NOTE TO READERS: This story was written before a massacre at the camp on July 22 killed 69 persons. See our coverage here.
Around 1,000 young supporters of Norway’s Labour Party were making their way over to Utøya this week, an island in the Tyrifjord that’s often viewed as an incubator for future Labour Party leaders. Detractors call it a breeding ground for a relatively small clique of would-be power mongers.
The summer camp for members of Labour’s youth group AUF (Arbeidernes ungdomsfylking) has launched the political careers of many a Labour Party leader. Prime Minister Jens Stoltenberg was a fixture at the camp in his youth and remains keen to visit every summer. Both he, Foreign Minister Jonas Gahr Støre and former Prime Minister Gro Harlem Brundtland were due to make appearances at this year’s camp during its five-day run that began Wednesday.
Eskil Pedersen, current AUF leader, told newspaper Dagsavisen that this year’s camp will include speeches and debate over the upcoming municipal elections in Norway, the rival Conservative Party’s current policies, the even more conservative Progress Party’s asylum policies and the state of Norwegian schools. The latter is traditionally the issue of most interest to the young politically minded AUF members.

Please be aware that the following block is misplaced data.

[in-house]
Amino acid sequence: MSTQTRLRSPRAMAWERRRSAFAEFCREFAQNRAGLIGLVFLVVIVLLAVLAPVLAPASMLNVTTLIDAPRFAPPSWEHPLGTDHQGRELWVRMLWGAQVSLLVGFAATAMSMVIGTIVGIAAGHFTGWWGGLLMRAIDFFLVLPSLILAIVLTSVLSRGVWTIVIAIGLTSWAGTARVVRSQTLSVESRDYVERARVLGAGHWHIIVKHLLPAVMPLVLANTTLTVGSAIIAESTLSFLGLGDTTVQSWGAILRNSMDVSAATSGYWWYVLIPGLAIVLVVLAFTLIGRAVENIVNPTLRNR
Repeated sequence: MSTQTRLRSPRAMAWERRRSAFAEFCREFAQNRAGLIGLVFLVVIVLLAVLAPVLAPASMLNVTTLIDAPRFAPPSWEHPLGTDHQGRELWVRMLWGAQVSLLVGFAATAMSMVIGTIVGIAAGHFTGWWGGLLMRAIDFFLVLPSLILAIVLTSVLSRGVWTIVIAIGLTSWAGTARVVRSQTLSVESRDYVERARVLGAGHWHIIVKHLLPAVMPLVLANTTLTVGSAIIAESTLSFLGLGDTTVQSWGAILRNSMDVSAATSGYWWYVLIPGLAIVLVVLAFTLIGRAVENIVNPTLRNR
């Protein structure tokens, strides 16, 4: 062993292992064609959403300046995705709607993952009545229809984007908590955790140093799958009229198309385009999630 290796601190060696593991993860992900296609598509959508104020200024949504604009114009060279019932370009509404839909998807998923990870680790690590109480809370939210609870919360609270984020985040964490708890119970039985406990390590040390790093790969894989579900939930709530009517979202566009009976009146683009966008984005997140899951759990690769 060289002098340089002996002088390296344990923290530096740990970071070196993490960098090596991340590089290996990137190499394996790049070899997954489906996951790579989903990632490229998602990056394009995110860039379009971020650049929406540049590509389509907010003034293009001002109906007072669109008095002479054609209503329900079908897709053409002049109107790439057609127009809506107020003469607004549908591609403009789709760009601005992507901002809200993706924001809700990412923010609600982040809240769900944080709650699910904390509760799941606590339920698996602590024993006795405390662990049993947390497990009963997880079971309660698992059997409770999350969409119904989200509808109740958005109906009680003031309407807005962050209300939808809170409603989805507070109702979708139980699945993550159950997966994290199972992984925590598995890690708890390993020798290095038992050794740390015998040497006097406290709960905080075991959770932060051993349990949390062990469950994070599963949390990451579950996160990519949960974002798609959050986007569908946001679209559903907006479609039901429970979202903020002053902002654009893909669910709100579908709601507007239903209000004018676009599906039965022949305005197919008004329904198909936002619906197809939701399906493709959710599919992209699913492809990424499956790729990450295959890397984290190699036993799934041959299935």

Pedersen, quite possibly a future Labour Party leader or government minister himself if Labour keeps winning elections, said the “best thing” about the camp is “meeting lots of folks who have the same values as you do.” Newspaper Vårt Land, however, recently put another slant on the Utøya camp, reporting that the Labour Party historically is run by a tight network of politicians linked by family relations, marriage and friendships who also have a tendency to take on key roles not only in government but in business and Norway’s powerful bureaucracy as well. Many tend to meet in their youth on the island midway between Oslo and Hønefoss.
Other media cited Utøya as “the glue in the Labour movement.” Events will run through Sunday, and the weather forecast called for pouring rain.
Views and News staff